Street Fighter Anniversary Collection
Release Date: 2/22/2005
I’m a recovering Street Fighter junkie. I admit this freely. I used to spend countless hours in the arcades playing as each character figuring out who had double re-dizzy combos and what the frame rate for invincibility during certain moves were and so on and so forth. 1991-1996 were awesome years for me as each Street Fighter II game surpassed the first, and by first I mean SF2, not SF1, because you see SF2 is the first SF2, and I’m not talking about all Street Fighters, just SF2 and…oh hell with it, this attempt to be mildly amusing is over.
I was the guy who owned the original SF collection for the Sega Saturn. The guy who imported Hyper Super Street Fighter II Turbo X for Matching Service for my Dreamcast so I could play Street Fighter online against mainly people in Japan as the game was Region 3 only (And Vampire Chronicles was far superior). I freaked out over SNK vs Capcom on my Dreamcast and in the arcades and the far superior, and quite possibly best fighter of all time, in SVC: MOTM on my Neo Geo Pocket Colour. And so when I heard about the SFA collection, I was excited. This was going to be great! I imagined a three, maybe a 4 disc set full of documentaries, containing SF2, SSF2T , SF Alpha, and SF3: Third Strike.
And in the end, all I got out of that collection was SF3 and basically Vampire Chronicles with Street Fighter characters. Needless to say I was pretty under whelmed by the Play Station 2 version that came out months ago. There was no documentaries, no information, so super book containing the history of Capcom’s biggest cash cow EVER, just the final draft of Street Fighter 3, which I’m not as much a fan of (I prefer Double Impact) as I could be, and a game that was a version of Super Street Fighter 2 Turbo, that happens to let you play as older versions of the characters. And worst of all the Anniversary game was as I mentioned, designed exactly like Vampire Chronicles. Which was a game meant primarily for online Player vs Player play and not against the computer and the PS2 version of the SFA didn’t have online play. It was mind bogglingly lame. And that really put a damper on it for me. Again, I need to re-iterate I wanted some actual depth and a anniversary package truly worthy of Street Fighter legacy, and instead we got a no frills package that made me feel like Capcom has given up on the fighting games 9especially after a certain horrible release that will go unmentioned) and is just trying to milk the franchise for some cheap cash while they can.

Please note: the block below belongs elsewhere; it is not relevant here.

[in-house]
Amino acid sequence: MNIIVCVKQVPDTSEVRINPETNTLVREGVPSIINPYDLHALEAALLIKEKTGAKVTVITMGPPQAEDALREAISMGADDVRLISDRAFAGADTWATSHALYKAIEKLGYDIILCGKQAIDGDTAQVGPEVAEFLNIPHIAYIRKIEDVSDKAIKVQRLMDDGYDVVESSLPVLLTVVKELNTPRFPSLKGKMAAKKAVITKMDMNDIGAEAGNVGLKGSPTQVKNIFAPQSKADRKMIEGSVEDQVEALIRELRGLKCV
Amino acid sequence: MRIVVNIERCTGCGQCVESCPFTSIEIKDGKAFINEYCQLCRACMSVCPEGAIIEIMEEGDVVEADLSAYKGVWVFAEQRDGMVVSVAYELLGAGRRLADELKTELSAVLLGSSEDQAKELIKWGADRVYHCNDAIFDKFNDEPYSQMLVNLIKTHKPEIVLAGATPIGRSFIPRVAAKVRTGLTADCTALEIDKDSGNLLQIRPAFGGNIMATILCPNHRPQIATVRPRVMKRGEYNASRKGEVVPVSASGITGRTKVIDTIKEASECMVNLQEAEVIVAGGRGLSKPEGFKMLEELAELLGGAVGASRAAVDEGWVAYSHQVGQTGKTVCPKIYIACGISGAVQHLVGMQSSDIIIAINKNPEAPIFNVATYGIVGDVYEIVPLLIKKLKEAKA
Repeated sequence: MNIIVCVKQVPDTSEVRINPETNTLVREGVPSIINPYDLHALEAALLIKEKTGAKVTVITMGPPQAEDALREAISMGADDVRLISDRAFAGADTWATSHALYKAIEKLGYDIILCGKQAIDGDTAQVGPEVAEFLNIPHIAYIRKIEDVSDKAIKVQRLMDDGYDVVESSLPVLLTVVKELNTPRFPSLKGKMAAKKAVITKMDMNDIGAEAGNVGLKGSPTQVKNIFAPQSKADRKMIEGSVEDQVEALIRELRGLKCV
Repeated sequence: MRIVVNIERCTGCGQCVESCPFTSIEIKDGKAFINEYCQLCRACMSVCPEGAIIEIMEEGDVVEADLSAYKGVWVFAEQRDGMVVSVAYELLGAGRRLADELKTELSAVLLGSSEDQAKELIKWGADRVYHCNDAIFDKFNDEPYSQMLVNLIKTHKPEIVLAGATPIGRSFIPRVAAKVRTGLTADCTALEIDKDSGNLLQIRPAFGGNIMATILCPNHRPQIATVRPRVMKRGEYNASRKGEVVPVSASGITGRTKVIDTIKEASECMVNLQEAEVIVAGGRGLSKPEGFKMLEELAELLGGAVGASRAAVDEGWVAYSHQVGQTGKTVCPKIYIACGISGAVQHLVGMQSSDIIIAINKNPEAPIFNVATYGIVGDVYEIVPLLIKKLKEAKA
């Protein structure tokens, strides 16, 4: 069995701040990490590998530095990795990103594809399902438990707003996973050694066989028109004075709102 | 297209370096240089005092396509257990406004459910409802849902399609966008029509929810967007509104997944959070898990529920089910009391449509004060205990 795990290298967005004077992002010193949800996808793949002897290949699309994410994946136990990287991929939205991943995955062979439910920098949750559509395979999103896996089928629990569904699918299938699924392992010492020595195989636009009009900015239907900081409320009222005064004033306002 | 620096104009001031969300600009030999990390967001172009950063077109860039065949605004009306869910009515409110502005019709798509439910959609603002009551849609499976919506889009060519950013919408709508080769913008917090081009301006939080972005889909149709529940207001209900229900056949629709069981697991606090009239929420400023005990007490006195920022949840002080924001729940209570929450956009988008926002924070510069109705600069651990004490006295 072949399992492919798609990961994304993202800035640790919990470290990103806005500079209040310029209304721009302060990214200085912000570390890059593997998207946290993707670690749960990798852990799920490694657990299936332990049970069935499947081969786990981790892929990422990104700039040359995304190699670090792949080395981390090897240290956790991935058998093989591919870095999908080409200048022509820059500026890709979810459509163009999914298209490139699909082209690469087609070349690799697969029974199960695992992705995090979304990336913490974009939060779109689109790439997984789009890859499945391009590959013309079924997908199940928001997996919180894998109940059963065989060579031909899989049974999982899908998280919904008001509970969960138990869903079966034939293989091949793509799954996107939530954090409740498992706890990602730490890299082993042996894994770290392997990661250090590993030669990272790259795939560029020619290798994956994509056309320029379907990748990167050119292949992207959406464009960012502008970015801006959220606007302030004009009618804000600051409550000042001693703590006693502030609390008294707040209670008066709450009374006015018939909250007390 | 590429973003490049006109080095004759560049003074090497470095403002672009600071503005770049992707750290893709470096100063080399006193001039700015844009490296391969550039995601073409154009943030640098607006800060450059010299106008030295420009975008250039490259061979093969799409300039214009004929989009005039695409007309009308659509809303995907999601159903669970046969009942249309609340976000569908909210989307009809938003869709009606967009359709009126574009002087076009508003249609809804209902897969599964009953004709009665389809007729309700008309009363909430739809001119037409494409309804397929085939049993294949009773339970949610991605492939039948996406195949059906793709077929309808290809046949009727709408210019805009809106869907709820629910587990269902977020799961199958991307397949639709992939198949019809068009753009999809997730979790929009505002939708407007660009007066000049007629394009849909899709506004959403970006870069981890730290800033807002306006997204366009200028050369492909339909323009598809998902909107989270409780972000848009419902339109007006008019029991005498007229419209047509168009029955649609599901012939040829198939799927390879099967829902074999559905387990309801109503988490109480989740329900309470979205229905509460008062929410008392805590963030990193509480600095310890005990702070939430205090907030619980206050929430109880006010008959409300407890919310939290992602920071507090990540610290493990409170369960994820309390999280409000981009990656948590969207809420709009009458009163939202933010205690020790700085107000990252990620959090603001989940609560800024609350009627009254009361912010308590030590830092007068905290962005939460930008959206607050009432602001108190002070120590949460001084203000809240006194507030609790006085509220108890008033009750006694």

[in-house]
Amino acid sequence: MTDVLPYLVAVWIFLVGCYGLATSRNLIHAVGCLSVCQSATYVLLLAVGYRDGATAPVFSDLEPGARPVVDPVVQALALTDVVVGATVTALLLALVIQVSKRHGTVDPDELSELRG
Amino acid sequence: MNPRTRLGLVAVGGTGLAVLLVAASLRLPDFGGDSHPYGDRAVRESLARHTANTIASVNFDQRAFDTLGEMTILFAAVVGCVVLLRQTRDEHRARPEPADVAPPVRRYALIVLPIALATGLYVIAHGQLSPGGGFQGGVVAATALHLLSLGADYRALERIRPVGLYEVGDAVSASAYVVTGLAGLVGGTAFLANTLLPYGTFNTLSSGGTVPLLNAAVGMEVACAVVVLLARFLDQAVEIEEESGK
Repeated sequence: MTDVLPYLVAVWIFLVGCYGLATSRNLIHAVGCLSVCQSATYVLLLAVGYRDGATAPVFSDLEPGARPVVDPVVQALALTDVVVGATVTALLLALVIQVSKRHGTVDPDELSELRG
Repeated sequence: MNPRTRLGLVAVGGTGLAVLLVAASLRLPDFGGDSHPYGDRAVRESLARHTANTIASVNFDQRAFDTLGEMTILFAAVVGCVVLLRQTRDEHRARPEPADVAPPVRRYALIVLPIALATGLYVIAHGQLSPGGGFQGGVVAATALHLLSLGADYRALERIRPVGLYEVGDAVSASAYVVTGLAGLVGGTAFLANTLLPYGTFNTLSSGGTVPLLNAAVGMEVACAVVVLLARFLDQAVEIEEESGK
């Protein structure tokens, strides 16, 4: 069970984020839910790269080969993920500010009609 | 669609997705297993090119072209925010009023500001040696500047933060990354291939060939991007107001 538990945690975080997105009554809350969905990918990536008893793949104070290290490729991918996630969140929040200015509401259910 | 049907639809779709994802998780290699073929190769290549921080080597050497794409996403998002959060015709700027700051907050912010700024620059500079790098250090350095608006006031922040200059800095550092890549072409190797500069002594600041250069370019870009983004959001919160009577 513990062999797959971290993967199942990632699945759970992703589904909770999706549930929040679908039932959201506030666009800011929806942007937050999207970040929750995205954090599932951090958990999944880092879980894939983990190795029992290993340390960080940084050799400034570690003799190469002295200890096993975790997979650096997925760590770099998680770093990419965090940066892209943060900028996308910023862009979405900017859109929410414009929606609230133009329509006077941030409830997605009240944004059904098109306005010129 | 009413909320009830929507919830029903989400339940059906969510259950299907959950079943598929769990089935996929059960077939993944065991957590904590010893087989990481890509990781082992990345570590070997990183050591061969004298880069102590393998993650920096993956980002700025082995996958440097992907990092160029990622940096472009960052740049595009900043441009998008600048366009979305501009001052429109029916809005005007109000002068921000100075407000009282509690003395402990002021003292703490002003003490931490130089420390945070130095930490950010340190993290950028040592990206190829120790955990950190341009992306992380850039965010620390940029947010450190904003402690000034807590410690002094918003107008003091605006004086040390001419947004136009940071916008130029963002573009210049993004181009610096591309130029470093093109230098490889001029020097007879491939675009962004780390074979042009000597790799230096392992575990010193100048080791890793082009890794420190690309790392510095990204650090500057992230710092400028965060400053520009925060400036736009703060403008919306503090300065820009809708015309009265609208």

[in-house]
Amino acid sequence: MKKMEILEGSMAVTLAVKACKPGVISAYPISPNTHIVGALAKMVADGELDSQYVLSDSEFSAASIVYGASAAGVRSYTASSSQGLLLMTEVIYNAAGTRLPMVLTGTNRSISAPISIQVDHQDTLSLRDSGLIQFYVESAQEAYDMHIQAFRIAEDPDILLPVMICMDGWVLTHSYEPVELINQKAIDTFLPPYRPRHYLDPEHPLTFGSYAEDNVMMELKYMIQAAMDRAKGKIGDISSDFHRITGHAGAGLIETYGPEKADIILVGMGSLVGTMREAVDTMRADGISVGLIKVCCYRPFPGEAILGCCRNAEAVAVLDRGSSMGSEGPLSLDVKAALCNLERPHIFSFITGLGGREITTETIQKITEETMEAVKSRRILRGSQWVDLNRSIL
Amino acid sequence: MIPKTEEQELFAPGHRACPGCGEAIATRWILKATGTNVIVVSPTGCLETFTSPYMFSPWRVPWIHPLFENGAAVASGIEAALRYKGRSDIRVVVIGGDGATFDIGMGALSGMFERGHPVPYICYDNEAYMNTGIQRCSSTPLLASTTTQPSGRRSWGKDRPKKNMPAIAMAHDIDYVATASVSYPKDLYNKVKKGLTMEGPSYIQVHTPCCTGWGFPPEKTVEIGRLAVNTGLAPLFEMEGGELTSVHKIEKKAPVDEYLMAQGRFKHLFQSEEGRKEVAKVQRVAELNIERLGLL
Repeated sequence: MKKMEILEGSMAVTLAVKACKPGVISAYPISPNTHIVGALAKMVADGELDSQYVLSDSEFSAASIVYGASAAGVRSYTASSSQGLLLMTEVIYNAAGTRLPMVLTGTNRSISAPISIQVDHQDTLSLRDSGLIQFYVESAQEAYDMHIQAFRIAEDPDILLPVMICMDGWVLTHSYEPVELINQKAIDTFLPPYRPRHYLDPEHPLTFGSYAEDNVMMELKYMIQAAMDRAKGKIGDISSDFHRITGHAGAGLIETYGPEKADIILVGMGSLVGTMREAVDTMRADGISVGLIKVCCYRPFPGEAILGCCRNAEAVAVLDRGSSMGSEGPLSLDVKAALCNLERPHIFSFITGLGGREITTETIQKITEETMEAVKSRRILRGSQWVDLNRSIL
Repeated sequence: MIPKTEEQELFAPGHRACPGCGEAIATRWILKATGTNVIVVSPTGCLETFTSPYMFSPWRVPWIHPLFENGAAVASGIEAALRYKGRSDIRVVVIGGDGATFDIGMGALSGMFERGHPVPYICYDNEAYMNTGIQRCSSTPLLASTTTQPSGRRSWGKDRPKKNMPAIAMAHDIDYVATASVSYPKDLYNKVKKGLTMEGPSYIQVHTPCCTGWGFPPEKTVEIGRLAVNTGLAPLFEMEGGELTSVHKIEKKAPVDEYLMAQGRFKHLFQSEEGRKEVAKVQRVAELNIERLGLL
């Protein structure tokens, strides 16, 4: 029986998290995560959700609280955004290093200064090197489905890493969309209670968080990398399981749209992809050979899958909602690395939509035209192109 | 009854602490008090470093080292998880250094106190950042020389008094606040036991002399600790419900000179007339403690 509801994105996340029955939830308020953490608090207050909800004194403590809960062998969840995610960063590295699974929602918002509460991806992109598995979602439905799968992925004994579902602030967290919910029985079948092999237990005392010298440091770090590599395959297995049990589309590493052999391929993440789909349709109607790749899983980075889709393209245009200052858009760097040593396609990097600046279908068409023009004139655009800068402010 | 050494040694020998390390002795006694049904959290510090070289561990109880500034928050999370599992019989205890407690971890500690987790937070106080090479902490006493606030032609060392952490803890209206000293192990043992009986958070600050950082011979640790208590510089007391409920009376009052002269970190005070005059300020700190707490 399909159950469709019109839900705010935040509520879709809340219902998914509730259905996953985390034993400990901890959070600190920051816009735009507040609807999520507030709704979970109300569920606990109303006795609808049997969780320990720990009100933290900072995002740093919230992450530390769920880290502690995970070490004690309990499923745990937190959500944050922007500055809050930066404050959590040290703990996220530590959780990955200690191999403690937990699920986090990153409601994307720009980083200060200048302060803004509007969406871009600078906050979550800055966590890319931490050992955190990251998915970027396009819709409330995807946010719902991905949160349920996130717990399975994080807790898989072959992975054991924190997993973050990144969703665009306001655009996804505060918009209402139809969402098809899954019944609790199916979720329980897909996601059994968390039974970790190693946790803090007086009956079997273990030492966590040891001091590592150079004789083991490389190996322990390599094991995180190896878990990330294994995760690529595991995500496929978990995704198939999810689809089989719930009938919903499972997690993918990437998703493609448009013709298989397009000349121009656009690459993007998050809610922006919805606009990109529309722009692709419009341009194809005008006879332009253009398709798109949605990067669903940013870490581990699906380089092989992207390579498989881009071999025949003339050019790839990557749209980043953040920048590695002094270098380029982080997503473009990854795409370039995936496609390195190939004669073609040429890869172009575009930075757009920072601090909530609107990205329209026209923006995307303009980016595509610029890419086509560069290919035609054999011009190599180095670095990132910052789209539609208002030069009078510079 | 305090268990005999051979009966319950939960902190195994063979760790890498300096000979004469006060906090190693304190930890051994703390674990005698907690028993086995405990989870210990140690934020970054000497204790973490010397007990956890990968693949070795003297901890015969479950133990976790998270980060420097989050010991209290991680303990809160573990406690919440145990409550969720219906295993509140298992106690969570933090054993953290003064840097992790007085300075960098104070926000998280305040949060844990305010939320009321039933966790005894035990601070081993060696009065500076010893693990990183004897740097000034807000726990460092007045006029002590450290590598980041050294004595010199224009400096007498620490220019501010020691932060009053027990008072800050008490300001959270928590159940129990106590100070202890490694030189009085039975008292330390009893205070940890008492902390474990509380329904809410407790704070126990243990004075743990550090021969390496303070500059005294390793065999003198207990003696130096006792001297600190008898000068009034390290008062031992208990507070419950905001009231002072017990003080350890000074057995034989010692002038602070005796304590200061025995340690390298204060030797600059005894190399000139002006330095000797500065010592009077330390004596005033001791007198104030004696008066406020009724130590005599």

But that’s emotion talking. The question still remains, is the SFA collection worth your dollars and cents? It’s time to find out.
Well the plot for both SF2 and SF3 is the same thing. In fact it’s pretty much the same plot of EVERY fighting game. Mysterious benefactor funds a tournament to find the strongest fighter in the world. A bunch of people compete. One man stands tall (Usually with a name like Ryu, or Terry, or Kyo, or some other name you never actually see that often in school or at your place of work.) and it all ends until the next year, when either a company releases a slightly tweaked version of the game with the same plot but maybe a little game play has changed, or improved graphics, or even some new characters (Capcom), or a company puts out an entirely new game with a massive back story and plot that never actually appears in the games but psycho fan boys track down the plots and then debate about it and also write fan-fics around the plots, but at least the games have constantly new characters and game play even if the graphics look rather shoddy (SNK).